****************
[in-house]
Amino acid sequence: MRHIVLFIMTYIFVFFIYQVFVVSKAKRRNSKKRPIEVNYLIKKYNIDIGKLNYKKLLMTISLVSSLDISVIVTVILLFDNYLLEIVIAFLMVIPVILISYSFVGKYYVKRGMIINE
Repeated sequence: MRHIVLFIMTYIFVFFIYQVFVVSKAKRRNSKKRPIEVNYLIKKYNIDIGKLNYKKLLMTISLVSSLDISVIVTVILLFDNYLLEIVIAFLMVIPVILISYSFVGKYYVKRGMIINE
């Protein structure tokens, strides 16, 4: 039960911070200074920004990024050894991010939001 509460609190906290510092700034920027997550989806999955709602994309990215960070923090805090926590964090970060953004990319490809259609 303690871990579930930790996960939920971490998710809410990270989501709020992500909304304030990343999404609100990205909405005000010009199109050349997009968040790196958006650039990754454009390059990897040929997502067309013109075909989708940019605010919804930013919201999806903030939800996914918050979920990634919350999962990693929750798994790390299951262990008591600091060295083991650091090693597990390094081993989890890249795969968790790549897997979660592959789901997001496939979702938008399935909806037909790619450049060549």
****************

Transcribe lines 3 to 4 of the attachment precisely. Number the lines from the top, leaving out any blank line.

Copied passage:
Repeated sequence: MRHIVLFIMTYIFVFFIYQVFVVSKAKRRNSKKRPIEVNYLIKKYNIDIGKLNYKKLLMTISLVSSLDISVIVTVILLFDNYLLEIVIAFLMVIPVILISYSFVGKYYVKRGMIINE
């Protein structure tokens, strides 16, 4: 039960911070200074920004990024050894991010939001 509460609190906290510092700034920027997550989806999955709602994309990215960070923090805090926590964090970060953004990319490809259609 303690871990579930930790996960939920971490998710809410990270989501709020992500909304304030990343999404609100990205909405005000010009199109050349997009968040790196958006650039990754454009390059990897040929997502067309013109075909989708940019605010919804930013919201999806903030939800996914918050979920990634919350999962990693929750798994790390299951262990008591600091060295083991650091090693597990390094081993989890890249795969968790790549897997979660592959789901997001496939979702938008399935909806037909790619450049060549």